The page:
Potassium Solubilizing Bacteria: An Insight

Potassium Solubilizing Bacteria: An Insight

Anandkumar Naorem, Shiva Kumar Udayana, Sachin Patel
DOI: 10.4018/978-1-7998-7062-3.ch010
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Potassium (K) is one of the essential nutrients required for plants. Although the total pool of K in the soil is generally large, the bioavailable portion is meager. There are several mechanisms through which the insoluble K can be made available through soil microbes called “potassium solubilizing bacteria” or KSB. They play an important role in increasing the solubility of K for proper crop establishment under potassium deficient soils through the production of organic and inorganic acids, acidolysis, polysaccharides, complexolysis, chelation, and exchange reactions. Moreover, they also produce specific exopolysaccharides and biofilm that enhances the weathering of the K-rich minerals and increase the K concentration in the soil solution. Hence, the production and management of biological fertilizers containing KSB can be an effective alternative to chemical fertilizers. This chapter presents the underlying mechanisms and their role in providing sufficient K to the crops.
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Factors Affecting Potassium Dynamics In The Soil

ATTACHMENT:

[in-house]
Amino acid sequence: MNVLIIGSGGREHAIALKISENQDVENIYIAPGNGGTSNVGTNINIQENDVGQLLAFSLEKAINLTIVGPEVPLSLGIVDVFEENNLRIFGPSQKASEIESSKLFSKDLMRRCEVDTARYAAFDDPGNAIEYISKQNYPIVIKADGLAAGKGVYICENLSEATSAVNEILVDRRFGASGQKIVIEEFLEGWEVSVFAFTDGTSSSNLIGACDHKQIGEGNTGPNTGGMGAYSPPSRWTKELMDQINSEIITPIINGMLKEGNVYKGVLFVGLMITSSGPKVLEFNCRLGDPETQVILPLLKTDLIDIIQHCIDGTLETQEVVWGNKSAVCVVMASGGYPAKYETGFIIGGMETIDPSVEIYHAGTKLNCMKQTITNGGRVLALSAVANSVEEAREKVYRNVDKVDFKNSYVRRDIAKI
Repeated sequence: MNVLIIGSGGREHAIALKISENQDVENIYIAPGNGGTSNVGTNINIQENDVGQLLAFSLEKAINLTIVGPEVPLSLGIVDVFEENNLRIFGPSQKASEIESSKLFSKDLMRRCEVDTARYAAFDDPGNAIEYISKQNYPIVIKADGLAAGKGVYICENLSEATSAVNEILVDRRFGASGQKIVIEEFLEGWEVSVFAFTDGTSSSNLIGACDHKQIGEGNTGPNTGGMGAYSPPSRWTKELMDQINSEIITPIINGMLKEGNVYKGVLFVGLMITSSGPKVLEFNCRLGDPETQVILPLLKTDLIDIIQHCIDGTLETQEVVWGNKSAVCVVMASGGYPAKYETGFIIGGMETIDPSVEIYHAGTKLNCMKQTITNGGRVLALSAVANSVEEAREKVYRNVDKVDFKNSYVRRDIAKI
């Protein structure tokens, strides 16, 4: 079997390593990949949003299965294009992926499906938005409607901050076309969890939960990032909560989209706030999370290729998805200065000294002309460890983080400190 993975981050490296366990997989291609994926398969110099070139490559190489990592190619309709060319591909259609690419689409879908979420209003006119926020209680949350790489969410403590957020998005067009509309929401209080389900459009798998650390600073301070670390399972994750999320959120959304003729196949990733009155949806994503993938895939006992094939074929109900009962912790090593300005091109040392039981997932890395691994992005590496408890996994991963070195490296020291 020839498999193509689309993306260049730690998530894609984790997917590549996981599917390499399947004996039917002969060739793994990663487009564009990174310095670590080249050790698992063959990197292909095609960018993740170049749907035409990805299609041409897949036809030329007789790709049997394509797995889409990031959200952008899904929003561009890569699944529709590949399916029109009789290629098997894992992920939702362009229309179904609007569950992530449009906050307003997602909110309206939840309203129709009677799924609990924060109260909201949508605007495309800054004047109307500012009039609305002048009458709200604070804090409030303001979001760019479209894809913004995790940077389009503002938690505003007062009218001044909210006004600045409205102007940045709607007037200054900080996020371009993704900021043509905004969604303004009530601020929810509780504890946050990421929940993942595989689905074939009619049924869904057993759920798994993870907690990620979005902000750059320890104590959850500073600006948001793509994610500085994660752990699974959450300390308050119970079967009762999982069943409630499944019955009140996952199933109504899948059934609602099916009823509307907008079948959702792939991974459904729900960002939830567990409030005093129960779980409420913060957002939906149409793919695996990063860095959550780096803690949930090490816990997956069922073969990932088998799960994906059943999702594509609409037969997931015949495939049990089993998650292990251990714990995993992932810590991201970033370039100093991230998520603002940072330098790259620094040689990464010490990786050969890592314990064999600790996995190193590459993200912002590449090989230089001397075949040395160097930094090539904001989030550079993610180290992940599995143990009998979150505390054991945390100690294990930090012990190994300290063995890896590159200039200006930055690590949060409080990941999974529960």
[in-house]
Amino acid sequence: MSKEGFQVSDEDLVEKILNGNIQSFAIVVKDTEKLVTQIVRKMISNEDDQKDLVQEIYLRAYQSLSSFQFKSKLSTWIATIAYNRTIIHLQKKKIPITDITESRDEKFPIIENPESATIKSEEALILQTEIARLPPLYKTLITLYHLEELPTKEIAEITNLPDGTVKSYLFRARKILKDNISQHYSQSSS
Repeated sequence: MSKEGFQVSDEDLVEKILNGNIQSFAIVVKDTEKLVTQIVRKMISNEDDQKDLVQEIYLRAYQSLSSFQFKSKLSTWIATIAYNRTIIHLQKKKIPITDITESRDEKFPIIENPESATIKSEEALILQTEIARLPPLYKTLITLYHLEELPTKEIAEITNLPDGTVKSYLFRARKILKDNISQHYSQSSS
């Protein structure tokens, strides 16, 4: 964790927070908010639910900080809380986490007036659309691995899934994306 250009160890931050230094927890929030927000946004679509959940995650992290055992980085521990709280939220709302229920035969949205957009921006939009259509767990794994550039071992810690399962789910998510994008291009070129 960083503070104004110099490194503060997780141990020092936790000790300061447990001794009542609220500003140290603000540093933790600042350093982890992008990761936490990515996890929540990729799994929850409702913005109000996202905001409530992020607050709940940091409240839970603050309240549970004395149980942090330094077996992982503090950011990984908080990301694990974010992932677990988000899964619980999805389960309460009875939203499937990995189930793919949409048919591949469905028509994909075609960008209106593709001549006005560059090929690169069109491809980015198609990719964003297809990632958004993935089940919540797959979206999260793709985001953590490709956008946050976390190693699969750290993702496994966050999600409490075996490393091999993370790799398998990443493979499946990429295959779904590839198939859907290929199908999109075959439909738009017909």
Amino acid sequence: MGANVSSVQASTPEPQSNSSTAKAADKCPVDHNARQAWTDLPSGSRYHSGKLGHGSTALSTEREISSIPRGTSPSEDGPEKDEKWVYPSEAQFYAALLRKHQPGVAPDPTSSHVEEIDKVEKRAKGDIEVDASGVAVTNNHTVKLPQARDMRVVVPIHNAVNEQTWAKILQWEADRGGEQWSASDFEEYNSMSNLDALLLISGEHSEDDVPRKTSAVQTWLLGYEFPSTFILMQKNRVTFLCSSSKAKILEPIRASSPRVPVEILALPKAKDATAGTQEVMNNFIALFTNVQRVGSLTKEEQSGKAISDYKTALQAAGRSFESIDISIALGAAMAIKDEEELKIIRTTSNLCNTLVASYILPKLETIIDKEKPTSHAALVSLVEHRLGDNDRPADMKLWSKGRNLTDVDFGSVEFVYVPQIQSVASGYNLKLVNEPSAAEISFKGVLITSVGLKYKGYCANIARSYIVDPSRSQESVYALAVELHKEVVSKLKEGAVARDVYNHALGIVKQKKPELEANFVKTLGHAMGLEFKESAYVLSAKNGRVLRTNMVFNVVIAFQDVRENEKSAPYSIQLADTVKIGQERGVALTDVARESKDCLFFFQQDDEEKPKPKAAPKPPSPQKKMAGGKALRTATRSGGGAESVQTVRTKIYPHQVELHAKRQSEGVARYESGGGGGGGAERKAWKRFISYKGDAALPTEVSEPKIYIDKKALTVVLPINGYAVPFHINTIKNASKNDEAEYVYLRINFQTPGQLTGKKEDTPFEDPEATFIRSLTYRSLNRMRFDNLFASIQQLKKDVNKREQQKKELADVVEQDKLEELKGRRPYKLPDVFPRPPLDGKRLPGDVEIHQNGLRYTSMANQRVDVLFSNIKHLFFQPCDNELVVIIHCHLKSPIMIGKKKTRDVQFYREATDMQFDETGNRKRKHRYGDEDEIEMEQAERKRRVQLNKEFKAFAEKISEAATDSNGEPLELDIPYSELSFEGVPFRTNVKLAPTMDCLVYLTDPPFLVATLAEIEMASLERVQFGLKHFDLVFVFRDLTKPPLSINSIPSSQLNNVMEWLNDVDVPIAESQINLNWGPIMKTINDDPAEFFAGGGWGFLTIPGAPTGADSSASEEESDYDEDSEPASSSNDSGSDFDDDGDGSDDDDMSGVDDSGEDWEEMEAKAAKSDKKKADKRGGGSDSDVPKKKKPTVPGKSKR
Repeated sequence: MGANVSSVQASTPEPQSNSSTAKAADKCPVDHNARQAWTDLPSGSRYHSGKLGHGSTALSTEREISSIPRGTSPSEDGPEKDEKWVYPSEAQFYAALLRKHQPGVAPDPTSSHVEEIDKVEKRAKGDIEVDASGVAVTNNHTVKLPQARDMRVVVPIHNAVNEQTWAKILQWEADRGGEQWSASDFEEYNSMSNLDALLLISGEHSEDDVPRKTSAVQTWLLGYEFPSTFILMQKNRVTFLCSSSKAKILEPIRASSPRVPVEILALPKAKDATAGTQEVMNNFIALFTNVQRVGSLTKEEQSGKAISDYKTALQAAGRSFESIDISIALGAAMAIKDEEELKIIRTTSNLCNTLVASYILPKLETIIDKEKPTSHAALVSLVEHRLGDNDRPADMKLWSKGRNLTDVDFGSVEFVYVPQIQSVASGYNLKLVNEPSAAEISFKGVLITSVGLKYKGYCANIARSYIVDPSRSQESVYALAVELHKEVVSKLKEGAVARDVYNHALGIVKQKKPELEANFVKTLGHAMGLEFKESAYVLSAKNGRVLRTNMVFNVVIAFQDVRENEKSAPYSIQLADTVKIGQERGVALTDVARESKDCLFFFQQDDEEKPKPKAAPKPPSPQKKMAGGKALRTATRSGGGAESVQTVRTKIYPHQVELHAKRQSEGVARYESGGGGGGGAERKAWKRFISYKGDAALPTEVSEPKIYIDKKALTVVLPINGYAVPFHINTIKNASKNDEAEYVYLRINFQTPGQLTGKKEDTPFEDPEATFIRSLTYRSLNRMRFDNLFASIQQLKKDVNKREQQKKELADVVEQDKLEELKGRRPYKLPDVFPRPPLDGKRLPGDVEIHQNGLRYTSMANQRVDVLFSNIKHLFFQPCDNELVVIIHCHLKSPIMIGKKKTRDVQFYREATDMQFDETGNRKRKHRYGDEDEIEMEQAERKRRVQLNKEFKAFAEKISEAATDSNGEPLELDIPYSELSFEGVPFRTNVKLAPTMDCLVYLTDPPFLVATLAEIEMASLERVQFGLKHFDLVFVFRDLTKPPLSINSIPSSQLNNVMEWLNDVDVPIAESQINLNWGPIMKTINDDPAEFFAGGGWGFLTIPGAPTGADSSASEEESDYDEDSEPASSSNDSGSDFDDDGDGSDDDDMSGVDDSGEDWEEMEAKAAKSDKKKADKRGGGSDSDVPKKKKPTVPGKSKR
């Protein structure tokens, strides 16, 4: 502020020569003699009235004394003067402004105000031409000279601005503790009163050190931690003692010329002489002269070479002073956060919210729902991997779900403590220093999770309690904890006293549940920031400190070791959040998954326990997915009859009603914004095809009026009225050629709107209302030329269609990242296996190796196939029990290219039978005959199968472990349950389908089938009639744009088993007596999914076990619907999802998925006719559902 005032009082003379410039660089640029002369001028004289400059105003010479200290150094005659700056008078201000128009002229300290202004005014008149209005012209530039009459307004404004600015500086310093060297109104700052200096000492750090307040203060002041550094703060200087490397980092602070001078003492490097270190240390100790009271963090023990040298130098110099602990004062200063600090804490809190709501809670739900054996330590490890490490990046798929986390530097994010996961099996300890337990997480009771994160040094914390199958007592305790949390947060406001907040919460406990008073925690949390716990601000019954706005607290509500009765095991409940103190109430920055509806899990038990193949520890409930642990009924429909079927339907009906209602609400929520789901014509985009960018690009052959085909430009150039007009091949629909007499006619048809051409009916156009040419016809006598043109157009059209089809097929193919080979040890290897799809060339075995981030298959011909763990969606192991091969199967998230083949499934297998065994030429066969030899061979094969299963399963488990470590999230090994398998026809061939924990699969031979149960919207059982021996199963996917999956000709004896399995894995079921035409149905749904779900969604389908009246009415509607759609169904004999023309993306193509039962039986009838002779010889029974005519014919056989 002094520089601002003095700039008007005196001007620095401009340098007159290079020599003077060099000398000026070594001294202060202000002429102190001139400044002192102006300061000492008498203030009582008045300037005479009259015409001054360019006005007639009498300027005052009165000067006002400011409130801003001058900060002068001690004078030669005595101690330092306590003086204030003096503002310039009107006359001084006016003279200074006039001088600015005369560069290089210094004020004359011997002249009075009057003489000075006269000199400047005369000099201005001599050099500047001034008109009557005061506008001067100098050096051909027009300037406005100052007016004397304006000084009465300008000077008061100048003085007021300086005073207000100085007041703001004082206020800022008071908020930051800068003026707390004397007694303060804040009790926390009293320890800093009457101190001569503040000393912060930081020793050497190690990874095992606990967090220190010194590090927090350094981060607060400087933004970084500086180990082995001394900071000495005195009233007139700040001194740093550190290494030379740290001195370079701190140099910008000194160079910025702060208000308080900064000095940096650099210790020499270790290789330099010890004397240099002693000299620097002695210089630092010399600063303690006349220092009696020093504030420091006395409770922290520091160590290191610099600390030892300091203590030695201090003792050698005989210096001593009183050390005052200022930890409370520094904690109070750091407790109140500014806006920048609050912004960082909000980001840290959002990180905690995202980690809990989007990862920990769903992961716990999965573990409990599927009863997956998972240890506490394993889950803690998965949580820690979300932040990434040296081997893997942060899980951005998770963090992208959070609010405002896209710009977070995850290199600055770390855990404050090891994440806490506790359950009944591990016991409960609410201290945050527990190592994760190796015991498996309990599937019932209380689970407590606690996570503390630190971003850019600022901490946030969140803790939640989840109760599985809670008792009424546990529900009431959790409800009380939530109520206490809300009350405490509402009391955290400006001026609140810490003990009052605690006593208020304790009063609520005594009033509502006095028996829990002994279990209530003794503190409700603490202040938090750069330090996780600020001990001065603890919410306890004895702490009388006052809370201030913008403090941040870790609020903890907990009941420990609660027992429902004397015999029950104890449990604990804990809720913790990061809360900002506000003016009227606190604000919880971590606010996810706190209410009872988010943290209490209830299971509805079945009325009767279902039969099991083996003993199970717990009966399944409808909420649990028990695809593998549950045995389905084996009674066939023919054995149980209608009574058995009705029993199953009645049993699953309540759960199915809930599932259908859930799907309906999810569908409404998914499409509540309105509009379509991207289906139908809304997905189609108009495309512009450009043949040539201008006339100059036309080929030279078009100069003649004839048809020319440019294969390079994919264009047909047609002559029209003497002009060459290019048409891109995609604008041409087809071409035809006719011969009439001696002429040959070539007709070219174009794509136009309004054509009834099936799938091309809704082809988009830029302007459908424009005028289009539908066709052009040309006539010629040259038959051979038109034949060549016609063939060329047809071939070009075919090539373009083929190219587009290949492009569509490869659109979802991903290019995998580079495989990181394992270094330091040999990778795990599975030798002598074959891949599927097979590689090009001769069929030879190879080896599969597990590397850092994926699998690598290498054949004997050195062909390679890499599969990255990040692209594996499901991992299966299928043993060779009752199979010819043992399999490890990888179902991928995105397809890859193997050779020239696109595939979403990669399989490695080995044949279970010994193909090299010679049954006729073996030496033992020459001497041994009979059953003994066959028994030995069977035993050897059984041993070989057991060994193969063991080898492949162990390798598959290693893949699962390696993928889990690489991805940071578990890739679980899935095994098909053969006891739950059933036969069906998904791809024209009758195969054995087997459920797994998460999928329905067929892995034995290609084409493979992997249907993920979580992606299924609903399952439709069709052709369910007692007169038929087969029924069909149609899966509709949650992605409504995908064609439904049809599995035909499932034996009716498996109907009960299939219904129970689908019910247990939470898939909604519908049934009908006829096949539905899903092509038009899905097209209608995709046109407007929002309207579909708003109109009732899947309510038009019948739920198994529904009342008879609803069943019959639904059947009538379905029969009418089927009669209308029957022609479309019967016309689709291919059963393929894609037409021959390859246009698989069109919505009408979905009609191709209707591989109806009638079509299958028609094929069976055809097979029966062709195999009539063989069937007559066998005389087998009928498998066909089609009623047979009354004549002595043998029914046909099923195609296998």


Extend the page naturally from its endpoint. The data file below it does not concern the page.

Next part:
K is the most abundant cation in plant cells (White, 2003) and constitutes approximately 2.6% of the earth's crust. Naturally, igneous and sedimentary rocks are rich in K. Mineral soil K concentration could range from 0.04-3% in the lithosphere (Syers, 2003). The surface soil can contain 3000 to 1000000 kg K per hectare of soil. Around 98% of the total K is found in non-exchangeable form, and the remaining 2% is soluble and is available for plant uptake (Figure 1). The non-exchangeable form of K is firmly bound in negatively charged interlayers of the mineral, and it is moderately to sparsely available for plant uptake governed by the existing soil conditions. As there is an equilibrium between available and unavailable pools of K in the soil system, these trapped K+ is released when the K level in the soil solution decreases through plant uptake or leaching or erosion related losses. However, the release of the exchangeable and non-exchangeable K from the minerals depends on several factors (Jackson, 1964):

Key Terms in this Chapter

Potassium Fixation: The conversion of bioavailable potassium into any form of potassium that are not available to plants and soil microbes.

Potassium Solubilization: The conversion of unavailable form of potassium to bioavailable potassium through microbial or chemical induced processes.

Potassium Pools: Different types of potassium in the soil that vary in sizes and its bioavailabilty to plants and soil microbiota.

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